Saturday, April 18, 2009

Mark Twain, come home!

"I have no color prejudices nor caste prejudices nor creed prejudices. All I care to know is that a man is a human being, and that is enough for me; he can't be any worse. "

The older I get, the more I understand Mark Twain's disappointment with the human race. In a time of historical challenges to human society, those near the top of the heap continue to scramble for the very pinnacle, grinding the rest beneath their silver heels.

That would be bad enough if those below were capable of grabbing the climbers by the coat tails and dragging them back to the rest of the rabble. Each and every one waxes rhapsodic about "the equality of man," goes to church on Sunday and swoons over profound sermons about loving their neighbors as themselves. Yet, not a one of them, or very few, less than 10%, is willing to stand up to the petty tyrants, government toadies and corporate sycophants in defense of life and liberty.

Humans have made a graveyard of the globe in pursuit of pitiful profits, power over others and mere material excess. "Enough" and "sufficient" lie forgotten in the dust, trampled under greed and profligacy. The noble aspirations of our immigrant forefathers, some of them at least, are forgotten, relegated to quaint pageants and epic historical tomes.

At one time I was an anthropologist and archaeologist, a student of the human condition through the lenses of time and space. I studied the lives of ancient peoples and marveled at the clever social systems they devised to live in harmony with the natural world, and with each other, mostly. Of course, they didn't have much choice then. It was either get along with the powerful forces of Nature or get kicked out of the gene pool for bad behavior.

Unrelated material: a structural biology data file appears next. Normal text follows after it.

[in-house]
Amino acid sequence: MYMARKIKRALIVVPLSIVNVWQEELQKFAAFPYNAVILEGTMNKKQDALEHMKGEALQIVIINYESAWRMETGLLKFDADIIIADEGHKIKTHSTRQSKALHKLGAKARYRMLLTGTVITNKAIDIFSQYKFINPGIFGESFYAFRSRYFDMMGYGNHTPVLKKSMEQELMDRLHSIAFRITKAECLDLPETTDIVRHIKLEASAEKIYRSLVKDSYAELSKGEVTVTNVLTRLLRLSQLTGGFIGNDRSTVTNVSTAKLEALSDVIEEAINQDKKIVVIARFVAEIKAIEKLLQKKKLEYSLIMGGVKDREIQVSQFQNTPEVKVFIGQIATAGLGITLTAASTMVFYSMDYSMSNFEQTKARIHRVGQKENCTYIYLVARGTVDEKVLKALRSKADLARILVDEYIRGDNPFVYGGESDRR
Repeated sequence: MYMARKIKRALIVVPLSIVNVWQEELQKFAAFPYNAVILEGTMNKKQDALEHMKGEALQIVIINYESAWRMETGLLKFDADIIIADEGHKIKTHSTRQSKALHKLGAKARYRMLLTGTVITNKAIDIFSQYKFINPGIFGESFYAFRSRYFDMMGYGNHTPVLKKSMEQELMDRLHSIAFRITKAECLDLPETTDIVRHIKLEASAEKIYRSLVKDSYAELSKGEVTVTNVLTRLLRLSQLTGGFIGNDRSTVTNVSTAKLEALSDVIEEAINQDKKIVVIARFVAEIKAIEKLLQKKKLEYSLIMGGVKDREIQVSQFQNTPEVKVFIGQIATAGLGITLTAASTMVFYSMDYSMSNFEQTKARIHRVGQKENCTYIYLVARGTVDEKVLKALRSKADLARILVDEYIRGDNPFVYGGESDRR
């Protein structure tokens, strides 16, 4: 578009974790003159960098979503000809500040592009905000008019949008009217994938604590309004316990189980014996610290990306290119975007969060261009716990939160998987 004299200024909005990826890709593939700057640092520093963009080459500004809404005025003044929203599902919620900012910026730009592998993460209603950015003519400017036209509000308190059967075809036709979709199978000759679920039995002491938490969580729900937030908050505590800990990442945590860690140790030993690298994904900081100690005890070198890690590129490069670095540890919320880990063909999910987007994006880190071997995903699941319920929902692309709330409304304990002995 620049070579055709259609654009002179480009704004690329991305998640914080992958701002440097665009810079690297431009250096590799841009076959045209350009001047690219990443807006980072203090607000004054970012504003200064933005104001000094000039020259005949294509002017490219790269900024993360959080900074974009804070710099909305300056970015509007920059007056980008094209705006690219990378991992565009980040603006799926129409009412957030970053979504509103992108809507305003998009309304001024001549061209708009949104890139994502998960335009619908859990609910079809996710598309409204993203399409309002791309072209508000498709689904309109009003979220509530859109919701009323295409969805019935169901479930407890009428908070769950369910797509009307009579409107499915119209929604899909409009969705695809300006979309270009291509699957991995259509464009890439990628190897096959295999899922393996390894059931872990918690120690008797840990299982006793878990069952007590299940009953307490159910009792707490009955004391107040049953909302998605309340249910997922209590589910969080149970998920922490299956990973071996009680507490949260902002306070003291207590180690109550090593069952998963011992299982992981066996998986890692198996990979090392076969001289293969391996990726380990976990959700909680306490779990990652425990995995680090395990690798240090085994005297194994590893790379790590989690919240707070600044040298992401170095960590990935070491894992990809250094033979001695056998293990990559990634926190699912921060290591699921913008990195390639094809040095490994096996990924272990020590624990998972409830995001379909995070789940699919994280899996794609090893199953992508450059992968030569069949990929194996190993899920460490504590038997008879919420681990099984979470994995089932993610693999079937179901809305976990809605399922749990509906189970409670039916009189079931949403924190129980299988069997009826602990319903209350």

Now, with the advent of Man the Transcendent, we think we no longer have to pay attention to the whistle blast at the edge of the pool, the sharp warnings of the Life guard. We'll cleverly invent a submarine to avoid the increasing depth and inhospitality of the pool. Our cultural stories, that once guided us through the waves, no longer provide a rational course of action in a world over-occupied by our fecund species.

My one solace is the sure knowledge that Nature bats last. My soulmate daily reminds me that a thousand years from now, all will be well. Those who survive will, of necessity, be living in harmony with natural cycles and processes. The economists, the social climbers, Pentagon fear mongers, and the growth maniacs will have have passed into history, or, like the dinosaurs, evolved into humans who fly free in a clear blue sky.

1 comment:

  1. Twain probably wrote his best stuff before age 35. After that, even the second half of Life on The Mississippi, the writing isn't as good. Some scholars attributed it to his drinking.
    The Mysterious Stranger was really good, but some don't believe he wrote it.

    I hope all you say is true, Michael. It will mean that man will have made a lot of real "progress," if we can call it that. I just wish it hadn't taken us so long to figure it it out.